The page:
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Finance and Money Matters

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Properly Insuring Your Business

No matter how careful you are in running your business, accidents happen. And no matter how big or small your business, you'll have to plan for these and other risks if you want it to thrive.

Protect your business from physical destruction

You can buy various types of insurance protection separately, or you can purchase one package that covers many potential hazards. The available forms of coverage include:

  • Property Insurance
    Property insurance protects against loss or damage to the location of the business and its contents. It can also insure the property of others in your control when the loss occurs. Property insurance can be for a specific risk – such as a fire policy. The insured location can be owned, leased or rented.
  • Casualty Insurance
    Whereas property insurance covers the location, casualty insurance protects the business. Some insurers will lump property and casualty insurance (P&C) together. These packaged policies of property and casualty are the right decision for many business owners.
  • Fire Insurance
    Fire insurance is a necessary part of a business insurance plan. A fire can destroy the business by causing a loss of revenue and facilities.
  • Flood Insurance
    Flooding and water damage is not covered under most commercial property policies. Your business insurance plan should include flood insurance if you are at risk.

Protect your business assets if someone sues your business

General liability insurance, along with property and worker's compensation insurance, is essential for most companies. Below are several types of liability insurance that will protect you when the unexpected occurs.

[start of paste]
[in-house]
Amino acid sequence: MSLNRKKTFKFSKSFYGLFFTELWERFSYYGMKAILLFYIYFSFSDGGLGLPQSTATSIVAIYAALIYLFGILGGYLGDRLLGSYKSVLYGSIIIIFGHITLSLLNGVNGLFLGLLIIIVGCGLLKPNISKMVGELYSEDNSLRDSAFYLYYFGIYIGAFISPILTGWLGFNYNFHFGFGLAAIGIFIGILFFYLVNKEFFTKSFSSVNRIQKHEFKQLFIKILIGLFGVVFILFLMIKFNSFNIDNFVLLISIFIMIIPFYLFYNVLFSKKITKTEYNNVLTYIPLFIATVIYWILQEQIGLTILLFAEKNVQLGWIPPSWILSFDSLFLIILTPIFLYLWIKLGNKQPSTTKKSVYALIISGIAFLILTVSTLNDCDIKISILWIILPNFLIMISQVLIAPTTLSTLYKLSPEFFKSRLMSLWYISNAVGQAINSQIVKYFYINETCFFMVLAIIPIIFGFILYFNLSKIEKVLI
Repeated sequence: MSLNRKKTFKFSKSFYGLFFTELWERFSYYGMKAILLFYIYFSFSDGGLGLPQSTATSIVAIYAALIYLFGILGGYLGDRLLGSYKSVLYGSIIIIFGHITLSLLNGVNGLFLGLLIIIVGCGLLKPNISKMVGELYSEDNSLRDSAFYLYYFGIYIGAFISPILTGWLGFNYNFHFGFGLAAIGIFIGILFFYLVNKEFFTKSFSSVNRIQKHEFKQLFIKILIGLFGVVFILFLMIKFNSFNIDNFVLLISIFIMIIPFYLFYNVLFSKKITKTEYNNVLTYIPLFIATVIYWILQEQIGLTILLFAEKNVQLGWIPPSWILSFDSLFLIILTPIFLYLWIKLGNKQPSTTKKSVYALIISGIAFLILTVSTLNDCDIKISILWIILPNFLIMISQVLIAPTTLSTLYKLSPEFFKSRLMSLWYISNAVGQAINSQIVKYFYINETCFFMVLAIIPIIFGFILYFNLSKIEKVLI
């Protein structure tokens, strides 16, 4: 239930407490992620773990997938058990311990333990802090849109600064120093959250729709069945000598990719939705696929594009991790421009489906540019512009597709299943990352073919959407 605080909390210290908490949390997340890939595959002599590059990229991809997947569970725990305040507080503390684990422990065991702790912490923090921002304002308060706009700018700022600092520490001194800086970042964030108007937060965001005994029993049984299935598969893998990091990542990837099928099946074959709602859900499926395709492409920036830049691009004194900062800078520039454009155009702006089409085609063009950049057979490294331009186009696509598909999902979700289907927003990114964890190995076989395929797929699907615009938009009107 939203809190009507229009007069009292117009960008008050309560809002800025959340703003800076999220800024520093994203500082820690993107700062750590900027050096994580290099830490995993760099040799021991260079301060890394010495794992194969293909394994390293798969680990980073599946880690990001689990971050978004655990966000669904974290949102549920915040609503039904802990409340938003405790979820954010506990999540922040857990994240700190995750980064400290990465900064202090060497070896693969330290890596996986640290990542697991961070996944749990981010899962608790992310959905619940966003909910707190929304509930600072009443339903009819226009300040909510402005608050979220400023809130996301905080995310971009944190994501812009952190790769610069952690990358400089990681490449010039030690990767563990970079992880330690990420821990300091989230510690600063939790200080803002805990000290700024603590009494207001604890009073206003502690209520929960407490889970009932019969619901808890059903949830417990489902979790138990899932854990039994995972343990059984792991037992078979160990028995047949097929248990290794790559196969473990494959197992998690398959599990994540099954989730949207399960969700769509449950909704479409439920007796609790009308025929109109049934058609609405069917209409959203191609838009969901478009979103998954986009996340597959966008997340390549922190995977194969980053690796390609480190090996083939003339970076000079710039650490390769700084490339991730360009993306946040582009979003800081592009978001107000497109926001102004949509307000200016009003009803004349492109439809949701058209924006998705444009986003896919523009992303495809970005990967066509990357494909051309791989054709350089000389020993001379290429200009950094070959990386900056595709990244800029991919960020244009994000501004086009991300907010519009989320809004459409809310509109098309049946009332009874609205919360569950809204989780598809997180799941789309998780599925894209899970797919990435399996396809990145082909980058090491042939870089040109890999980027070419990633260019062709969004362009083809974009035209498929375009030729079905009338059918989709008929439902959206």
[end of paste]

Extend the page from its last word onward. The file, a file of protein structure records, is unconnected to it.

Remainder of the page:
• Liability Insurance
    Liability insurance protects the assets of a business when it is sued for something, including negligence of the business or its employees. Some professions (e.g., doctor, lawyer, accountant) require additional professional liability insurance or malpractice insurance.
  • Commercial Auto
    Your personal automobile policy does NOT cover vehicles used by your business. If your business uses vehicles or anything that is required to be titled by your state, then you need a commercial auto policy.
  • Business Interruption
    If a disaster occurs and your business will be closed for a period, business interruption insurance can make sure you have cash coming in while you prepare to resume business.

Workers’ Compensation

One of the most important parts of any company's insurance and risk management program centers on worker's compensation. Employers in Tennessee are required to provide this coverage for their employees.

Workers' compensation is a system where the employee is not allowed, by statute, to sue their employer for on-the-job injuries. In return, the employer must participate in a system that provides nearly automatic payment to the employee in case of injury for medical bills and damages. There are many options for workers' compensation coverage.

Be sure your business continues if you or a key employee becomes disabled or dies

If you were to die prematurely or become permanently disabled and could no longer work, would your business survive financially? Though the death or disability of an owner may be a minor issue for large businesses, small businesses may find themselves in a bind. And if you're a sole proprietor, you're personally responsible for all of the debts of your business. Everything you own could be repossessed if you're unable to pay your bills.

To survive a money crunch, your business can purchase life insurance and disability insurance to cover you, with the business named as the beneficiary. Upon a triggering event (death or disability), the policy will pay your business a certain amount of money, which it can use to cover its normal operating expenses like rent, utilities, employee salaries, advertising and maintenance costs.

Your business can also purchase life insurance and disability insurance on a key employee--someone who is instrumental to the success of your business (i.e., this employee brings in substantial accounts or has specialized knowledge or talent). Again, on the triggering event, your business would receive a sum of money to compensate for the lost income generated by the employee or for the cost of replacing the employee.

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